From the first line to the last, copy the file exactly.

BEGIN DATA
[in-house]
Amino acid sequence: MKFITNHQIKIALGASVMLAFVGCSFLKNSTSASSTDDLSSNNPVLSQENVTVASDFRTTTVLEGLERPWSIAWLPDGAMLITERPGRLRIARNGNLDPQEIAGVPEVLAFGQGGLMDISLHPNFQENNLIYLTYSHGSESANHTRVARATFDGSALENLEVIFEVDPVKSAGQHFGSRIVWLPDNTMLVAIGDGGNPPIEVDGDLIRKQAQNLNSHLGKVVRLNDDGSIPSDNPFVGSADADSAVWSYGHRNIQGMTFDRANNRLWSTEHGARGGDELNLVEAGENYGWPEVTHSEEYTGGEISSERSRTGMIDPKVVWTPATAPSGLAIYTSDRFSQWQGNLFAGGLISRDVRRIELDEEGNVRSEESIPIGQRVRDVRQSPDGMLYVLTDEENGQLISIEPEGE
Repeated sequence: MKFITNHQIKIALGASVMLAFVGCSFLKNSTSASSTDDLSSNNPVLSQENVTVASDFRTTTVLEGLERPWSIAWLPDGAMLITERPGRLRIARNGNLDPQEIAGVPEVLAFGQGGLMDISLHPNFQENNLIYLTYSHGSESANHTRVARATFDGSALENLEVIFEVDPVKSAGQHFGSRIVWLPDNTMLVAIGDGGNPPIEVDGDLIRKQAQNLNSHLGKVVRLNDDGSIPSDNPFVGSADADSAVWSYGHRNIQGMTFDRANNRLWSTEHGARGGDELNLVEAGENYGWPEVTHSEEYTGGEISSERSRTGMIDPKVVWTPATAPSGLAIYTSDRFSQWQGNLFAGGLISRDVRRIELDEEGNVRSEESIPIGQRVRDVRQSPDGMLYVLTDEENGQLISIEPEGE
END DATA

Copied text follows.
[in-house]
Amino acid sequence: MKFITNHQIKIALGASVMLAFVGCSFLKNSTSASSTDDLSSNNPVLSQENVTVASDFRTTTVLEGLERPWSIAWLPDGAMLITERPGRLRIARNGNLDPQEIAGVPEVLAFGQGGLMDISLHPNFQENNLIYLTYSHGSESANHTRVARATFDGSALENLEVIFEVDPVKSAGQHFGSRIVWLPDNTMLVAIGDGGNPPIEVDGDLIRKQAQNLNSHLGKVVRLNDDGSIPSDNPFVGSADADSAVWSYGHRNIQGMTFDRANNRLWSTEHGARGGDELNLVEAGENYGWPEVTHSEEYTGGEISSERSRTGMIDPKVVWTPATAPSGLAIYTSDRFSQWQGNLFAGGLISRDVRRIELDEEGNVRSEESIPIGQRVRDVRQSPDGMLYVLTDEENGQLISIEPEGE
Repeated sequence: MKFITNHQIKIALGASVMLAFVGCSFLKNSTSASSTDDLSSNNPVLSQENVTVASDFRTTTVLEGLERPWSIAWLPDGAMLITERPGRLRIARNGNLDPQEIAGVPEVLAFGQGGLMDISLHPNFQENNLIYLTYSHGSESANHTRVARATFDGSALENLEVIFEVDPVKSAGQHFGSRIVWLPDNTMLVAIGDGGNPPIEVDGDLIRKQAQNLNSHLGKVVRLNDDGSIPSDNPFVGSADADSAVWSYGHRNIQGMTFDRANNRLWSTEHGARGGDELNLVEAGENYGWPEVTHSEEYTGGEISSERSRTGMIDPKVVWTPATAPSGLAIYTSDRFSQWQGNLFAGGLISRDVRRIELDEEGNVRSEESIPIGQRVRDVRQSPDGMLYVLTDEENGQLISIEPEGE